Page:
The key to attracting foreign investment in Malawi

Hot on the heels of the US-Africa Leaders Summit, President Peter Mutharika has exuded a lot of confidence and unbridled enthusiasm at the prospect of attracting much-needed foreign investment to Malawi. This is well and good and we all need to pull together to do whatever it takes to ensure that Malawi gets back on its feet and undertakes a path of sustainable development. However, we need to build a firm foundation for this to happen and I am a passionate follower of the gospel according to Paul Kagame and Rwanda in as far as creating a right environment for investment.

“The Rwandan Miracle” is something that will, perchance, go down in history as one of the wonders of the world when it comes to how a country can move from a state of hopelessness to being a role model in how to spur economic development. Of course, prior to the collapse of world coffee prices in the 1980s and the 5-year ethnic cleansing-based civil war that ended in 1994 when over 800,000 people were brutally murdered in the Rwandan Genocide, the country had showed much potential for growth.

However, after the harrowing war, the future of the country was in doubt as its past and threat of war and violence cast a heavy shadow over the country. It took radical concerted efforts from the political establishment under President Paul Kagame, the assistance of bilateral and multilateral development partners, extremely wealthy “well-wishers” and the infallible will of the Rwandese – both local and those in diaspora – to bring about the marvel that is Rwanda today.

Mutharika seeks investors

Mutharika seeks investors

There are some striking similarities between Rwanda and Malawi. Both countries are small, have over 70% of their people in rural areas with a high population density, are dependent on agriculture, and are landlocked with, ostensibly, few mineral resources. The level of industry is minimal and there is heavy dependence on one or two crops, tobacco in the case of Malawi and coffee and tea in Rwanda. Rwanda can, therefore, serve as a proxy for Malawi and its successful progress toward recovery and growth can easily be adapted to our circumstances.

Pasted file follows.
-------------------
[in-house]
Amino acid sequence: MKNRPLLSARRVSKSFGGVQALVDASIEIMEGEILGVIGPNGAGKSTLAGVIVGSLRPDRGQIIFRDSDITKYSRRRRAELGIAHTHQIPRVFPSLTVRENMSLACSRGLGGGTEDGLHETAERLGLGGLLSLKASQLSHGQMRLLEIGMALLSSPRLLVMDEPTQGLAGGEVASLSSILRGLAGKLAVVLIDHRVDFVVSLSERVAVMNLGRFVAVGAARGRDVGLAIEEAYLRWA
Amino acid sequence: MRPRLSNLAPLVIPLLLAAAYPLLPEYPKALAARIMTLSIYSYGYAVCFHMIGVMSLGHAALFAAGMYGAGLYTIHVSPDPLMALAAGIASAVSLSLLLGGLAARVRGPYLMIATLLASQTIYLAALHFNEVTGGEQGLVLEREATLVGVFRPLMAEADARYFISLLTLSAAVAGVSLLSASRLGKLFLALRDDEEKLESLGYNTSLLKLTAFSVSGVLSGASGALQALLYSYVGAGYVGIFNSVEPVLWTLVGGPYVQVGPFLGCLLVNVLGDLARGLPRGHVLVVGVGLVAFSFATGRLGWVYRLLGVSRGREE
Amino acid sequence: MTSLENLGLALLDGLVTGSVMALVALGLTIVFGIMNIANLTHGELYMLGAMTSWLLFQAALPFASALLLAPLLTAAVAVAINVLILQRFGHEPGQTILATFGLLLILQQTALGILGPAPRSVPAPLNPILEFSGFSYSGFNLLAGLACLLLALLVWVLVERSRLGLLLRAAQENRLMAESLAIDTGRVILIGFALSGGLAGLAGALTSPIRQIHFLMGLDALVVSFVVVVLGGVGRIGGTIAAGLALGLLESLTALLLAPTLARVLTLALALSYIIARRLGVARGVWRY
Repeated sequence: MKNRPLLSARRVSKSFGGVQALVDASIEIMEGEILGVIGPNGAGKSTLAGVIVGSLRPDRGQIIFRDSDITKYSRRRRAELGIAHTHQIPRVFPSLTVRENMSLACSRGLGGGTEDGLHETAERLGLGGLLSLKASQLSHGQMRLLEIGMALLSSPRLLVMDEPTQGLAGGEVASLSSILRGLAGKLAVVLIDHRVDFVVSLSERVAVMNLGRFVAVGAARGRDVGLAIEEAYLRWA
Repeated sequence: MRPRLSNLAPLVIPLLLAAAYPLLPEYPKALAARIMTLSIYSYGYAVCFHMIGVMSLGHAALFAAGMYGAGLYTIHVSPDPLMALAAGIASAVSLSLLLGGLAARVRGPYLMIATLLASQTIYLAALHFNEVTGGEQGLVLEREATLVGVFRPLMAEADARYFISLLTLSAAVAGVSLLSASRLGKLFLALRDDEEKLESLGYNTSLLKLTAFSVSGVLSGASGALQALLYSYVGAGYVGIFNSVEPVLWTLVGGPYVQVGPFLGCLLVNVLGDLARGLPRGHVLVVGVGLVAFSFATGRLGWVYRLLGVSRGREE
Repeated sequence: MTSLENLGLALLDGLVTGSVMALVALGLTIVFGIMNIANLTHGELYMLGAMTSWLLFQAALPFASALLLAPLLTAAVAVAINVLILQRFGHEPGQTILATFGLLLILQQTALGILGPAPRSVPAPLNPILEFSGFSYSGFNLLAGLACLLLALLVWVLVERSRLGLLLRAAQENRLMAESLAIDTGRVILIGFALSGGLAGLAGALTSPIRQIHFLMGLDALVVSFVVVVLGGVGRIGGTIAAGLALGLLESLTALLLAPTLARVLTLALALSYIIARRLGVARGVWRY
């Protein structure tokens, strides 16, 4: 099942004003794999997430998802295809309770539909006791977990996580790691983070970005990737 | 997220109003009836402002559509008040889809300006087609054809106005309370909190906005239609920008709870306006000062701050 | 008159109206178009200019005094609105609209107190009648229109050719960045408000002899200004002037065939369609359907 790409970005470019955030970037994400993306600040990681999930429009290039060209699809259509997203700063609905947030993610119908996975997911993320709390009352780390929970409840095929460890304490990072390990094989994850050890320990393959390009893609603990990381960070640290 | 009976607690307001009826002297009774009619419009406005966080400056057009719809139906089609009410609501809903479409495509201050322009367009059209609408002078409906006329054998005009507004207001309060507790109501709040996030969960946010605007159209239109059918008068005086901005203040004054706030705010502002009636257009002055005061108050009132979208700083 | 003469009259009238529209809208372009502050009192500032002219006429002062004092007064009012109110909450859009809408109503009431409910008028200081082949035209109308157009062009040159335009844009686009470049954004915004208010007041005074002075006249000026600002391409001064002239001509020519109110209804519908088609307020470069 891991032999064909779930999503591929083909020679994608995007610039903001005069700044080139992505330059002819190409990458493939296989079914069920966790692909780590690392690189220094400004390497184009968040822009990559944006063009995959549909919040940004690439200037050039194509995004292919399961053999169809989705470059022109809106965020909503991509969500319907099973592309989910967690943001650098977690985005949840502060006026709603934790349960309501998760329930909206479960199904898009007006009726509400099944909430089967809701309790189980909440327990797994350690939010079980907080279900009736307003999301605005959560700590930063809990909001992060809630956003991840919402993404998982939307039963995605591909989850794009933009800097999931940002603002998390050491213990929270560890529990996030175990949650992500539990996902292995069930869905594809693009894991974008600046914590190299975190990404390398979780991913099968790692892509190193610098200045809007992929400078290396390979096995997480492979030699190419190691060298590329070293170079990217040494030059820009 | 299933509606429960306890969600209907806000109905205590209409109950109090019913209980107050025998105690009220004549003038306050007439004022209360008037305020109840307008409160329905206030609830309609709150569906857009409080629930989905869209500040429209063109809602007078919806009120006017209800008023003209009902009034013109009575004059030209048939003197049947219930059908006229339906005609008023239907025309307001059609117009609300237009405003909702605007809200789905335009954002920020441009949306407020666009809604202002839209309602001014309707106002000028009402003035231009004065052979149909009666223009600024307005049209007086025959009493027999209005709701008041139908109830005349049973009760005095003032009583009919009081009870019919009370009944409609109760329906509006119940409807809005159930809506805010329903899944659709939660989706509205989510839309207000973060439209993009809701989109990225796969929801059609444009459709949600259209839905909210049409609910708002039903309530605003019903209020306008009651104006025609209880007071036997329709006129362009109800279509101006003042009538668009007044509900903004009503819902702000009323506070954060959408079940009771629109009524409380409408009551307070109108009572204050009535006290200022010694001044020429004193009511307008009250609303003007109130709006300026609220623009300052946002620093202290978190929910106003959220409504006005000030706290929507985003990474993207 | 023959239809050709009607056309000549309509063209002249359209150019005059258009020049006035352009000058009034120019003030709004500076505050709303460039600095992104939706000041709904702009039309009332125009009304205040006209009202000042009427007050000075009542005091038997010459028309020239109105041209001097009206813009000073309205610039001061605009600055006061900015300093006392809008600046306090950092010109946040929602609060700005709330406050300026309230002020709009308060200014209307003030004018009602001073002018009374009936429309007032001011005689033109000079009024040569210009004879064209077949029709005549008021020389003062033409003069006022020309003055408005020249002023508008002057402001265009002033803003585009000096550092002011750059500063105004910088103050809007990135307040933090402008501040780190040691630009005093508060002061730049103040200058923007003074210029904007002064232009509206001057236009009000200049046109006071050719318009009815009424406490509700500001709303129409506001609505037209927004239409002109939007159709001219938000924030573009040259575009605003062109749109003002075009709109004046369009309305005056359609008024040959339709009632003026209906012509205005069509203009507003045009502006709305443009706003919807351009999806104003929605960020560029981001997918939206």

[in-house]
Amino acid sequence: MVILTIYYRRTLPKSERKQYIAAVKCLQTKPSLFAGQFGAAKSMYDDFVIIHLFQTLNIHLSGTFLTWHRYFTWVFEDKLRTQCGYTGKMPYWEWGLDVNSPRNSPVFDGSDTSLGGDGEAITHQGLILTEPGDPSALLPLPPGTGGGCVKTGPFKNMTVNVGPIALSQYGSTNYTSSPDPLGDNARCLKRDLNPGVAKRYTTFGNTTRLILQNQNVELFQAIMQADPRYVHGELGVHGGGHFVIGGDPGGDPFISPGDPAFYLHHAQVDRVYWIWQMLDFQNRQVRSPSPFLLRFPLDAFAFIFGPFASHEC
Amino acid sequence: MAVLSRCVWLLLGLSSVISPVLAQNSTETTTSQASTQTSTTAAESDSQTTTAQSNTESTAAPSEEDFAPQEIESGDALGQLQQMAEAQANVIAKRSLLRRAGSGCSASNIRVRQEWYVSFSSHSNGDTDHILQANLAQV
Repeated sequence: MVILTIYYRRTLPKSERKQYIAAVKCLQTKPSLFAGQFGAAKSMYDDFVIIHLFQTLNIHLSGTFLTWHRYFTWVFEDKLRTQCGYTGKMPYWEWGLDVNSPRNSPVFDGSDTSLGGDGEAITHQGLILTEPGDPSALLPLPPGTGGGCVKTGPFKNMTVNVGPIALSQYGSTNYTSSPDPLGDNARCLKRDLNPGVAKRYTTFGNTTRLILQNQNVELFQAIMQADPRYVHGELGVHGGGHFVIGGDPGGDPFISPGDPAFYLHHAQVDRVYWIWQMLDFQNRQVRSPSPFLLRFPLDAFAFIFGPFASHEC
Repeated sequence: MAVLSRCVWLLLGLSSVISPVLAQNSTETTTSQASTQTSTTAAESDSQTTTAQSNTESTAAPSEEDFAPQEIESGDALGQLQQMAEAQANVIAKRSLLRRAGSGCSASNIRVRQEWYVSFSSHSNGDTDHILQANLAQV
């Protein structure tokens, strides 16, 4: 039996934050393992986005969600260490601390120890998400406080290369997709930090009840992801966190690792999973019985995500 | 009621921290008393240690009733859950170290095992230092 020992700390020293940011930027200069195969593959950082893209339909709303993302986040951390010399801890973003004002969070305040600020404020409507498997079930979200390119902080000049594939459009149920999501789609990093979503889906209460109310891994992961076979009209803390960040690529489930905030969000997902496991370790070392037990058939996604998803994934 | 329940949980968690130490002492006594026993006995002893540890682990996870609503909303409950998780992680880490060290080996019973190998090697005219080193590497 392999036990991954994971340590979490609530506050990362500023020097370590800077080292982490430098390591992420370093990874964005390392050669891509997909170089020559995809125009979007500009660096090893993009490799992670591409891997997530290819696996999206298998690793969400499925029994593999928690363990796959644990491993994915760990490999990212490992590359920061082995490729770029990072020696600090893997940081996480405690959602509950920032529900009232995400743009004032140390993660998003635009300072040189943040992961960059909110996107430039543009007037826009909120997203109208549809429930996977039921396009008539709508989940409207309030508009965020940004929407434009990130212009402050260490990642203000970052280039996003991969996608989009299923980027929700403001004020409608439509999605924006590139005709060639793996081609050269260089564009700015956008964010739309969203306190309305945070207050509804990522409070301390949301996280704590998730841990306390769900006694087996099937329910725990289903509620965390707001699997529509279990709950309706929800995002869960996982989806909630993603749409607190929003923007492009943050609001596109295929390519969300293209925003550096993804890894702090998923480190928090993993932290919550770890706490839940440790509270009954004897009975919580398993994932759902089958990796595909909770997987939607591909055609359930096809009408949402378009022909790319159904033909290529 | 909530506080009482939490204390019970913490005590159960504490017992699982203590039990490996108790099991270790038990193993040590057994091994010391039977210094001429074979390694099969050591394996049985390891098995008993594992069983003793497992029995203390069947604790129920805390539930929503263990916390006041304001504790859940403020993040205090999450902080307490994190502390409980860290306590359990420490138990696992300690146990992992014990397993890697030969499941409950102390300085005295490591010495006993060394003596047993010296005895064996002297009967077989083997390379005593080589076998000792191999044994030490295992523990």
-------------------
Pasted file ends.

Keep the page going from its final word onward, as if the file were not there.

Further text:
Rwanda’s miraculous recovery and growth has been underpinned by an unflinching commitment to make the country a premier investment destination.  This has entailed removing bottlenecks and red-tape and enabling “killer applications” to make it easier to do business. This has also involved revamping, simplifying and harmonizing multiple layers of legislation to create the right investment environment.

If President Mutharika’s desire to attract foreign investors is to be achieved, we need to have an ambitious target considering that Malawi currently stands at 171 out of 189 surveyed economies by the World Bank for its Ease of Doing Business Index. Given Rwanda’s experience, is it not conceivable that we can move up the ladder and be amongst the top 50 rankings, say, within three years?

Rwanda is now ranked number 32 on the World Bank Ease of Doing Business Index for 2014. But how has this been achieved? Essentially, Paul Kagame first set up the Rwandan Development Board (RDB) – modelled on a similar institution in Singapore – to drive policy, legal and regulatory reforms to reduce the cost of business, streamline bureaucracy and enable markets to operate freely. The board recruited both local and foreign expertise to tackle both immediate and strategic issues that would make Rwanda the place to be for investment.